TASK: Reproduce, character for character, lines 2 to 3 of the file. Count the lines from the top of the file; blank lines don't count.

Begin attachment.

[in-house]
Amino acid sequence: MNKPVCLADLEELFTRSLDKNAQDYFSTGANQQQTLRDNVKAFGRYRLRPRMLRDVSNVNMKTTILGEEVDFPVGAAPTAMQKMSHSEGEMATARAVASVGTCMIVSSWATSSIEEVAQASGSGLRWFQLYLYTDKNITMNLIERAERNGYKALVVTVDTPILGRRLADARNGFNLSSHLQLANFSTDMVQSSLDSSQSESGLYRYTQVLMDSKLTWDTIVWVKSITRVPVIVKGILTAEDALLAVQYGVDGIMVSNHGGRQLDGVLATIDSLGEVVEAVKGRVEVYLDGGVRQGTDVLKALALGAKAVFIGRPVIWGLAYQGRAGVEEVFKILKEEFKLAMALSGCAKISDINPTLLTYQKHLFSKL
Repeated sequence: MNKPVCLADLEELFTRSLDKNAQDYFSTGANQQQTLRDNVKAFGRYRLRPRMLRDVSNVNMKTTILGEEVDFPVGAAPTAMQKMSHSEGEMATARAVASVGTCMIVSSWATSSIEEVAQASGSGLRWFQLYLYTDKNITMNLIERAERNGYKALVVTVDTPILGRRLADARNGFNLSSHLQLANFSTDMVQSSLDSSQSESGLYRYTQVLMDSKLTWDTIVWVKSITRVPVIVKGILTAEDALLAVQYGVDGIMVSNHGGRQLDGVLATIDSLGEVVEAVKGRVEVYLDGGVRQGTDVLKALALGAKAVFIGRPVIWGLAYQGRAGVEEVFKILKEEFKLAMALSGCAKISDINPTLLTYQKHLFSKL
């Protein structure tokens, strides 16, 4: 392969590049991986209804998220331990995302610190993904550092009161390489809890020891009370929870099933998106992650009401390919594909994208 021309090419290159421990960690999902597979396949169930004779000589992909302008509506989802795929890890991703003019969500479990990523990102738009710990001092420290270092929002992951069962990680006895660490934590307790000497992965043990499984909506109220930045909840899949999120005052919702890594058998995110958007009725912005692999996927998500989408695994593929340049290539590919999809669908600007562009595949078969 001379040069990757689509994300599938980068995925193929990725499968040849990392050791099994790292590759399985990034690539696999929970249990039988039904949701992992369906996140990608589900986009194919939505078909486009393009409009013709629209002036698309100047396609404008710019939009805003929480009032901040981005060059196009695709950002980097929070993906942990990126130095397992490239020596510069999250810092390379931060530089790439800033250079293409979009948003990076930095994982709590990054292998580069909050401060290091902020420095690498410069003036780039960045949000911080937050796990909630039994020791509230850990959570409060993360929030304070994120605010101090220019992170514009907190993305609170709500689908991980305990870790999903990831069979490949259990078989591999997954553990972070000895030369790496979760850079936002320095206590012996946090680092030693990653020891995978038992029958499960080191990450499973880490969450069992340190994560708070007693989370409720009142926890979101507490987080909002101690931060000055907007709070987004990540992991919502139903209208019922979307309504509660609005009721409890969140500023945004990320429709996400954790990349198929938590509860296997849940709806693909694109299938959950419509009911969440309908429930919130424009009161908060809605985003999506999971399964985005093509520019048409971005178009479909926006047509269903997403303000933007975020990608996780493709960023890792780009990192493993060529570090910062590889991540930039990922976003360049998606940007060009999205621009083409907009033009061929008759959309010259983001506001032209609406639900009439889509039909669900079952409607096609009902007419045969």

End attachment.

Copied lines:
Amino acid sequence: MNKPVCLADLEELFTRSLDKNAQDYFSTGANQQQTLRDNVKAFGRYRLRPRMLRDVSNVNMKTTILGEEVDFPVGAAPTAMQKMSHSEGEMATARAVASVGTCMIVSSWATSSIEEVAQASGSGLRWFQLYLYTDKNITMNLIERAERNGYKALVVTVDTPILGRRLADARNGFNLSSHLQLANFSTDMVQSSLDSSQSESGLYRYTQVLMDSKLTWDTIVWVKSITRVPVIVKGILTAEDALLAVQYGVDGIMVSNHGGRQLDGVLATIDSLGEVVEAVKGRVEVYLDGGVRQGTDVLKALALGAKAVFIGRPVIWGLAYQGRAGVEEVFKILKEEFKLAMALSGCAKISDINPTLLTYQKHLFSKL
Repeated sequence: MNKPVCLADLEELFTRSLDKNAQDYFSTGANQQQTLRDNVKAFGRYRLRPRMLRDVSNVNMKTTILGEEVDFPVGAAPTAMQKMSHSEGEMATARAVASVGTCMIVSSWATSSIEEVAQASGSGLRWFQLYLYTDKNITMNLIERAERNGYKALVVTVDTPILGRRLADARNGFNLSSHLQLANFSTDMVQSSLDSSQSESGLYRYTQVLMDSKLTWDTIVWVKSITRVPVIVKGILTAEDALLAVQYGVDGIMVSNHGGRQLDGVLATIDSLGEVVEAVKGRVEVYLDGGVRQGTDVLKALALGAKAVFIGRPVIWGLAYQGRAGVEEVFKILKEEFKLAMALSGCAKISDINPTLLTYQKHLFSKL